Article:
Mobile Technology and Home Broadband 2019
As the share of Americans who say they own a smartphone has increased dramatically over the past decade – from 35% in 2011 to 81% in 2019 – a new Pew Research Center survey finds that the way many people choose to go online is markedly different than in previous years. Some highlights:
- Today, 37% of U.S. adults say they mostly use a smartphone when accessing the internet. This share has nearly doubled since 2013 (19%), when the Center last asked this question.
- Mobile devices are not simply being used more often to go online – some Americans are forgoing traditional broadband at home altogether in favor of their smartphone. A majority of adults say they subscribe to home broadband, but about one-in-four (27%) do not. And growing shares of these non-adopters cite their mobile phone as a reason for not subscribing to these services.
- Among non-broadband users, 45% say they do not have broadband at home because their smartphone lets them do everything they need to do online, up from 27% in 2015. At the same time, the share of non-broadband users who say their smartphone is the most important reason for not having a high-speed internet connection where they live has nearly doubled over the same time period (from 12% to 23%). And while affordability remains a commonly cited barrier, the share of non-broadband adopters who say the cost of a monthly subscription is the most important reason for not having these services has fallen from 33% in 2015 to 21% today. In addition, 80% of these non-broadband users say they are not interested in getting high-speed connections at home.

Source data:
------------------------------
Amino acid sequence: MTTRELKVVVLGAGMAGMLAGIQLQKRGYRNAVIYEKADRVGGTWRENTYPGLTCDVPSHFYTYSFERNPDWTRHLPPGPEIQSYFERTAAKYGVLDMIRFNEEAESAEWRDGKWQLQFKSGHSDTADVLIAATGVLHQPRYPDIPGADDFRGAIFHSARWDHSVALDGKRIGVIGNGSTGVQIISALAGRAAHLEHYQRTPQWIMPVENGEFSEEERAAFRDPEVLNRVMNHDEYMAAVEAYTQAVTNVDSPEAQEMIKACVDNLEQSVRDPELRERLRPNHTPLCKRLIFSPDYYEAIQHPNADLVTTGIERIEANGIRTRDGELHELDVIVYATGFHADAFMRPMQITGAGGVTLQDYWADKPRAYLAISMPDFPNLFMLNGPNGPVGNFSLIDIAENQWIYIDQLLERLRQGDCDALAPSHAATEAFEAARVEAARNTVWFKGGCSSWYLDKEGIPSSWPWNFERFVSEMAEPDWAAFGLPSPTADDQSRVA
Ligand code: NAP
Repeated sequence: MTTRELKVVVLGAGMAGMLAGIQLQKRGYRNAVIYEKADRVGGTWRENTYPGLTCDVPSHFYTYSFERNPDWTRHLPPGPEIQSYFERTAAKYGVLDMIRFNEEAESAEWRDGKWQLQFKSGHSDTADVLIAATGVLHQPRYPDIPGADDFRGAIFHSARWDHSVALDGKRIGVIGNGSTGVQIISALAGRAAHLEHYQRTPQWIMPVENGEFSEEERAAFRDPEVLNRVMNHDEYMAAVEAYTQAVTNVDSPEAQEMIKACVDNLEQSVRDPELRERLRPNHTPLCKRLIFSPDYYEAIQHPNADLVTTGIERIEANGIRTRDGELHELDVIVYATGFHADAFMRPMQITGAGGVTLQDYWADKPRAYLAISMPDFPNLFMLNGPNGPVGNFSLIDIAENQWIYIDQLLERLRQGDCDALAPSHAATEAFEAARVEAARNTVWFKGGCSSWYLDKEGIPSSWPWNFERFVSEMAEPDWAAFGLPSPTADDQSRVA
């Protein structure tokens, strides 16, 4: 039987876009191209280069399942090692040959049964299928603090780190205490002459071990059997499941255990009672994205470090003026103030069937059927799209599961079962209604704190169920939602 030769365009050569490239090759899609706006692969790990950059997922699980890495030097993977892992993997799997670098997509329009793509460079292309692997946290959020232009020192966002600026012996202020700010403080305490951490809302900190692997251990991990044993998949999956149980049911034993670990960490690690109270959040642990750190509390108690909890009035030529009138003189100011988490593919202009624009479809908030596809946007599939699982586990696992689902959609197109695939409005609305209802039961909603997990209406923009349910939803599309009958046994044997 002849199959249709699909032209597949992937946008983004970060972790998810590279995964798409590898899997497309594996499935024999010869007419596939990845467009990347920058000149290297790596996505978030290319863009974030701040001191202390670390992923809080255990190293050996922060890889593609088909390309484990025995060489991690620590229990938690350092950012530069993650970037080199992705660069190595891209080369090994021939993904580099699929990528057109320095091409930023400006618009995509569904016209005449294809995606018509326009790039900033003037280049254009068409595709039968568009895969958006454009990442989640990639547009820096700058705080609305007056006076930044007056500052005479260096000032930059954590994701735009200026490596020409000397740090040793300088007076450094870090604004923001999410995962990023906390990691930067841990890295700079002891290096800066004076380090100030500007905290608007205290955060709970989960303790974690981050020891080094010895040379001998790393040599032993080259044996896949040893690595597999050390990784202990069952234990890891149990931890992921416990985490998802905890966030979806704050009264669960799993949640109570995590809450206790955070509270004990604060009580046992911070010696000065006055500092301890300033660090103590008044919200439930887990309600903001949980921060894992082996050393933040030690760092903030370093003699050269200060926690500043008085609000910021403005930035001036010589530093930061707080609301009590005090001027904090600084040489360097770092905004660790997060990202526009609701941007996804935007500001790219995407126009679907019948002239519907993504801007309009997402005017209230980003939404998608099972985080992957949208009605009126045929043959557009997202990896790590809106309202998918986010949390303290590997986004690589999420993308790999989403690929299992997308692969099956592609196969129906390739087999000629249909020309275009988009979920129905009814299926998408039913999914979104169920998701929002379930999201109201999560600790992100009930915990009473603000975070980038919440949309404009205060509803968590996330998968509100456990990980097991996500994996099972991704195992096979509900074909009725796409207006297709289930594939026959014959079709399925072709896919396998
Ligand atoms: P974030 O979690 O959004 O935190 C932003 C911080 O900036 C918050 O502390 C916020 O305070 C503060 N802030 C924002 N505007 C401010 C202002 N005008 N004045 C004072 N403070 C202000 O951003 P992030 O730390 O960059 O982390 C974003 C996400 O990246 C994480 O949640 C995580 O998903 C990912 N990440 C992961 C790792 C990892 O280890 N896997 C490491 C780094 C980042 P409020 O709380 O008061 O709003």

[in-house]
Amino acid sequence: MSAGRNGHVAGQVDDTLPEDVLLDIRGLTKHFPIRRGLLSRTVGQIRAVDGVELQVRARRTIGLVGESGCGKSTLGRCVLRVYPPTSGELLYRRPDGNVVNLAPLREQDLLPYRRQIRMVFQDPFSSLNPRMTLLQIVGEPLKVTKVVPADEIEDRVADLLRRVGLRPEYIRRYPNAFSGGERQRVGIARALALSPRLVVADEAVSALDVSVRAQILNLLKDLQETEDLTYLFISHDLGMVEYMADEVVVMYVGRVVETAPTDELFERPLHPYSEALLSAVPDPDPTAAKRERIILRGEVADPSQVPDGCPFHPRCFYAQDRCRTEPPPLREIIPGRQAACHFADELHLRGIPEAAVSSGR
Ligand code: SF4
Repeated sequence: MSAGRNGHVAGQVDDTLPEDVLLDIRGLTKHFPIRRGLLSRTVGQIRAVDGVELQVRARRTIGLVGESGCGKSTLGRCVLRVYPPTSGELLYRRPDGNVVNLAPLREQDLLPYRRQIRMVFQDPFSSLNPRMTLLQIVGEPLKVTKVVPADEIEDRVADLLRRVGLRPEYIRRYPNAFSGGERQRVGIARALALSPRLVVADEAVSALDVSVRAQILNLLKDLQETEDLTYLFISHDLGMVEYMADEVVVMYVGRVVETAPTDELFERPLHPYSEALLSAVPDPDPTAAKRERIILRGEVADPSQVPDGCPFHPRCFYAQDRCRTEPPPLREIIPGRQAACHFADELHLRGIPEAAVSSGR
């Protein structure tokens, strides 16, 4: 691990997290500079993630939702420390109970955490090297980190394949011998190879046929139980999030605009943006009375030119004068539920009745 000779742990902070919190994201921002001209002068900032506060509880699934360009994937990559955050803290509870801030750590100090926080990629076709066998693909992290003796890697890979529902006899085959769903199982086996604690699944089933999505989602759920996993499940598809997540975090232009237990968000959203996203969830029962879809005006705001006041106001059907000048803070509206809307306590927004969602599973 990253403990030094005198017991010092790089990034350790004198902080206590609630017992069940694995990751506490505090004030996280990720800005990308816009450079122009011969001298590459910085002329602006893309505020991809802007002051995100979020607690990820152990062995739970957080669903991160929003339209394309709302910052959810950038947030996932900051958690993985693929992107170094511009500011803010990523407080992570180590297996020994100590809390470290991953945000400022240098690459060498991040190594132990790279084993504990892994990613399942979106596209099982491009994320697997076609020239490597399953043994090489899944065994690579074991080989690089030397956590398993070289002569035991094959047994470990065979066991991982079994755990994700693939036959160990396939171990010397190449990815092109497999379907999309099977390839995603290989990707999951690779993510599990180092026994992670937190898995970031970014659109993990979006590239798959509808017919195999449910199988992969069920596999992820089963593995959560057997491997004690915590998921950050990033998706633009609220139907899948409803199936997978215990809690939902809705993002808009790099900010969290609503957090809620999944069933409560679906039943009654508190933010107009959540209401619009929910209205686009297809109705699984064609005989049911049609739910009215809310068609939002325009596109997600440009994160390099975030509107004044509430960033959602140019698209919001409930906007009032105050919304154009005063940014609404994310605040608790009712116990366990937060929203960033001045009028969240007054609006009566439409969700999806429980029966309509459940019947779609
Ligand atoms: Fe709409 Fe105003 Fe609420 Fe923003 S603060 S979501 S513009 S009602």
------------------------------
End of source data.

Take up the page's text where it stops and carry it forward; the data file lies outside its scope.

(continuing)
- Compared with smartphone ownership, there are more pronounced variations in broadband adoption across demographic groups. For example, 92% of adults from households earning $75,000 or more a year say they have broadband internet at home, but that share falls to 56% among those whose annual household income falls below $30,000. That 36-point gap in broadband adoption between the highest- and lowest-income groups is substantially larger than the 24-point gap in smartphone ownership between these groups. Educational differences follow a nearly identical pattern.
These patterns underscore the reliance that a minority of Americans have on their smartphone for internet access. Some 17% of U.S. adults are “smartphone-only internet users” – meaning they report owning a smartphone but do not have a traditional high-speed internet connection where they live. This share has roughly doubled since 2013, when 8% of adults fell into this category.
Mobile Technology and Home Broadband 2019 Pew: Mobile Broadband Users Double Since 2013 (B&C)